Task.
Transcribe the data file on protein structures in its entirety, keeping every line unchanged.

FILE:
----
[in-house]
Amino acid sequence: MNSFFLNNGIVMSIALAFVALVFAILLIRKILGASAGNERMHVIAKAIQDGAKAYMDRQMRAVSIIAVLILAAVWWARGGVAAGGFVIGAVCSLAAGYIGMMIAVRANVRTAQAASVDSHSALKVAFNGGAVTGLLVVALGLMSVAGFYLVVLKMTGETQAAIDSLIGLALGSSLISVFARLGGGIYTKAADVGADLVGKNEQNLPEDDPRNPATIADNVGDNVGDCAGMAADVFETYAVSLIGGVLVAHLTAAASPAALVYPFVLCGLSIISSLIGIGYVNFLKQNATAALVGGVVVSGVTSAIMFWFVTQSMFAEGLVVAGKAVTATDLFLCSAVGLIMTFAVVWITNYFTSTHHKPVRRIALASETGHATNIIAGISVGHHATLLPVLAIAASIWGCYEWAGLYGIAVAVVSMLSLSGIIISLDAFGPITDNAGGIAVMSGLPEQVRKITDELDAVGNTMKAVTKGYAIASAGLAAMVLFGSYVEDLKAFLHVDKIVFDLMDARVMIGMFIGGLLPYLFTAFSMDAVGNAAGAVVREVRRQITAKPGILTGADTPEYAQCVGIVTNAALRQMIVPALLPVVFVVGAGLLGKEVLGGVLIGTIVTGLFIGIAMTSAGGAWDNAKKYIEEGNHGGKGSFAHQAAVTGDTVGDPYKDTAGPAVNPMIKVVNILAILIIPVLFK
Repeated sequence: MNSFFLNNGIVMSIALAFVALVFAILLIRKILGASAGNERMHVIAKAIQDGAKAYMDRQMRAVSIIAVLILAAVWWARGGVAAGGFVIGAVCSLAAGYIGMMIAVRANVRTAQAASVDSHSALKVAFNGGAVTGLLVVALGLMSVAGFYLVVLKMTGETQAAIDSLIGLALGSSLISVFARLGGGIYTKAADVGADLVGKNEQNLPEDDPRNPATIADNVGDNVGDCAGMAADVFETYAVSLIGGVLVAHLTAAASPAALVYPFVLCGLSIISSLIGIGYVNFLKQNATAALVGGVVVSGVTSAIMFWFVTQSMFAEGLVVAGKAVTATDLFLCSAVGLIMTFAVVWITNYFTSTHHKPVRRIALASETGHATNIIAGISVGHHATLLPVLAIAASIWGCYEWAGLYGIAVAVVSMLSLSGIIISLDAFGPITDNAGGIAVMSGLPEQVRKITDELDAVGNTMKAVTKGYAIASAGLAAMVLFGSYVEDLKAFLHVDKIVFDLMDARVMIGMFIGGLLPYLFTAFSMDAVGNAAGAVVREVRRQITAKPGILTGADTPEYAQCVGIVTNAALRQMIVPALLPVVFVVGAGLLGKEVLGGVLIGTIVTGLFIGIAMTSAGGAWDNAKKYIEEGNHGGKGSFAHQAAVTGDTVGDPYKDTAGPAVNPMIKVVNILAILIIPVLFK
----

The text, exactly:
[in-house]
Amino acid sequence: MNSFFLNNGIVMSIALAFVALVFAILLIRKILGASAGNERMHVIAKAIQDGAKAYMDRQMRAVSIIAVLILAAVWWARGGVAAGGFVIGAVCSLAAGYIGMMIAVRANVRTAQAASVDSHSALKVAFNGGAVTGLLVVALGLMSVAGFYLVVLKMTGETQAAIDSLIGLALGSSLISVFARLGGGIYTKAADVGADLVGKNEQNLPEDDPRNPATIADNVGDNVGDCAGMAADVFETYAVSLIGGVLVAHLTAAASPAALVYPFVLCGLSIISSLIGIGYVNFLKQNATAALVGGVVVSGVTSAIMFWFVTQSMFAEGLVVAGKAVTATDLFLCSAVGLIMTFAVVWITNYFTSTHHKPVRRIALASETGHATNIIAGISVGHHATLLPVLAIAASIWGCYEWAGLYGIAVAVVSMLSLSGIIISLDAFGPITDNAGGIAVMSGLPEQVRKITDELDAVGNTMKAVTKGYAIASAGLAAMVLFGSYVEDLKAFLHVDKIVFDLMDARVMIGMFIGGLLPYLFTAFSMDAVGNAAGAVVREVRRQITAKPGILTGADTPEYAQCVGIVTNAALRQMIVPALLPVVFVVGAGLLGKEVLGGVLIGTIVTGLFIGIAMTSAGGAWDNAKKYIEEGNHGGKGSFAHQAAVTGDTVGDPYKDTAGPAVNPMIKVVNILAILIIPVLFK
Repeated sequence: MNSFFLNNGIVMSIALAFVALVFAILLIRKILGASAGNERMHVIAKAIQDGAKAYMDRQMRAVSIIAVLILAAVWWARGGVAAGGFVIGAVCSLAAGYIGMMIAVRANVRTAQAASVDSHSALKVAFNGGAVTGLLVVALGLMSVAGFYLVVLKMTGETQAAIDSLIGLALGSSLISVFARLGGGIYTKAADVGADLVGKNEQNLPEDDPRNPATIADNVGDNVGDCAGMAADVFETYAVSLIGGVLVAHLTAAASPAALVYPFVLCGLSIISSLIGIGYVNFLKQNATAALVGGVVVSGVTSAIMFWFVTQSMFAEGLVVAGKAVTATDLFLCSAVGLIMTFAVVWITNYFTSTHHKPVRRIALASETGHATNIIAGISVGHHATLLPVLAIAASIWGCYEWAGLYGIAVAVVSMLSLSGIIISLDAFGPITDNAGGIAVMSGLPEQVRKITDELDAVGNTMKAVTKGYAIASAGLAAMVLFGSYVEDLKAFLHVDKIVFDLMDARVMIGMFIGGLLPYLFTAFSMDAVGNAAGAVVREVRRQITAKPGILTGADTPEYAQCVGIVTNAALRQMIVPALLPVVFVVGAGLLGKEVLGGVLIGTIVTGLFIGIAMTSAGGAWDNAKKYIEEGNHGGKGSFAHQAAVTGDTVGDPYKDTAGPAVNPMIKVVNILAILIIPVLFK